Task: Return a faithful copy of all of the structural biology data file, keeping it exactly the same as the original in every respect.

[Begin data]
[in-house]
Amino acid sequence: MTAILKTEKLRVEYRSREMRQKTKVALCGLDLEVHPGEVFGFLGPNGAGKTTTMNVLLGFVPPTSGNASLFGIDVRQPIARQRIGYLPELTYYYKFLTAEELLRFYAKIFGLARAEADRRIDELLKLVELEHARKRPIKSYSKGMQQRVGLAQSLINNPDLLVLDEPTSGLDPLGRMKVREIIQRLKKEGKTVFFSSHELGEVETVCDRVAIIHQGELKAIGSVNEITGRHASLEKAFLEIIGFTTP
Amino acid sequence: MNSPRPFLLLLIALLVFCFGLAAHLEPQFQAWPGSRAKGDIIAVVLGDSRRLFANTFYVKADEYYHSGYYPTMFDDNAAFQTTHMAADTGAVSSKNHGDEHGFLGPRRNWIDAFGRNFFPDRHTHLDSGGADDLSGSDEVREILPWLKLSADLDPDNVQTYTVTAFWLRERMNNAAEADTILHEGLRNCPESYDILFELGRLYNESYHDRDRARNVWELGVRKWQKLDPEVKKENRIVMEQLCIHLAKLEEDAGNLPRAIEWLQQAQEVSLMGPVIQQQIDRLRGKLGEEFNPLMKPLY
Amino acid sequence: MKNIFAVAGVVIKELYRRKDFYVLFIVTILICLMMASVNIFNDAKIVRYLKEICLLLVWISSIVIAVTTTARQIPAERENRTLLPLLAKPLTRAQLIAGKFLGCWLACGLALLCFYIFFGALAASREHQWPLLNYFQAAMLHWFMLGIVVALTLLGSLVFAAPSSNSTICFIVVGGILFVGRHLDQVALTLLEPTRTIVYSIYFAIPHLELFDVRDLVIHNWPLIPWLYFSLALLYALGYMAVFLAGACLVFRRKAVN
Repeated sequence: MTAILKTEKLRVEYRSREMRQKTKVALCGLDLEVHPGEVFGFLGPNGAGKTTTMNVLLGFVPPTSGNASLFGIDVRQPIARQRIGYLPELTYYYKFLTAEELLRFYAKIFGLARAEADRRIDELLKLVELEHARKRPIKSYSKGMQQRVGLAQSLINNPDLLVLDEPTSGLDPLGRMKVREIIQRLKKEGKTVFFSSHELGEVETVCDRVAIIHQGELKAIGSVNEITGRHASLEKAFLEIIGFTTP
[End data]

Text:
[in-house]
Amino acid sequence: MTAILKTEKLRVEYRSREMRQKTKVALCGLDLEVHPGEVFGFLGPNGAGKTTTMNVLLGFVPPTSGNASLFGIDVRQPIARQRIGYLPELTYYYKFLTAEELLRFYAKIFGLARAEADRRIDELLKLVELEHARKRPIKSYSKGMQQRVGLAQSLINNPDLLVLDEPTSGLDPLGRMKVREIIQRLKKEGKTVFFSSHELGEVETVCDRVAIIHQGELKAIGSVNEITGRHASLEKAFLEIIGFTTP
Amino acid sequence: MNSPRPFLLLLIALLVFCFGLAAHLEPQFQAWPGSRAKGDIIAVVLGDSRRLFANTFYVKADEYYHSGYYPTMFDDNAAFQTTHMAADTGAVSSKNHGDEHGFLGPRRNWIDAFGRNFFPDRHTHLDSGGADDLSGSDEVREILPWLKLSADLDPDNVQTYTVTAFWLRERMNNAAEADTILHEGLRNCPESYDILFELGRLYNESYHDRDRARNVWELGVRKWQKLDPEVKKENRIVMEQLCIHLAKLEEDAGNLPRAIEWLQQAQEVSLMGPVIQQQIDRLRGKLGEEFNPLMKPLY
Amino acid sequence: MKNIFAVAGVVIKELYRRKDFYVLFIVTILICLMMASVNIFNDAKIVRYLKEICLLLVWISSIVIAVTTTARQIPAERENRTLLPLLAKPLTRAQLIAGKFLGCWLACGLALLCFYIFFGALAASREHQWPLLNYFQAAMLHWFMLGIVVALTLLGSLVFAAPSSNSTICFIVVGGILFVGRHLDQVALTLLEPTRTIVYSIYFAIPHLELFDVRDLVIHNWPLIPWLYFSLALLYALGYMAVFLAGACLVFRRKAVN
Repeated sequence: MTAILKTEKLRVEYRSREMRQKTKVALCGLDLEVHPGEVFGFLGPNGAGKTTTMNVLLGFVPPTSGNASLFGIDVRQPIARQRIGYLPELTYYYKFLTAEELLRFYAKIFGLARAEADRRIDELLKLVELEHARKRPIKSYSKGMQQRVGLAQSLINNPDLLVLDEPTSGLDPLGRMKVREIIQRLKKEGKTVFFSSHELGEVETVCDRVAIIHQGELKAIGSVNEITGRHASLEKAFLEIIGFTTP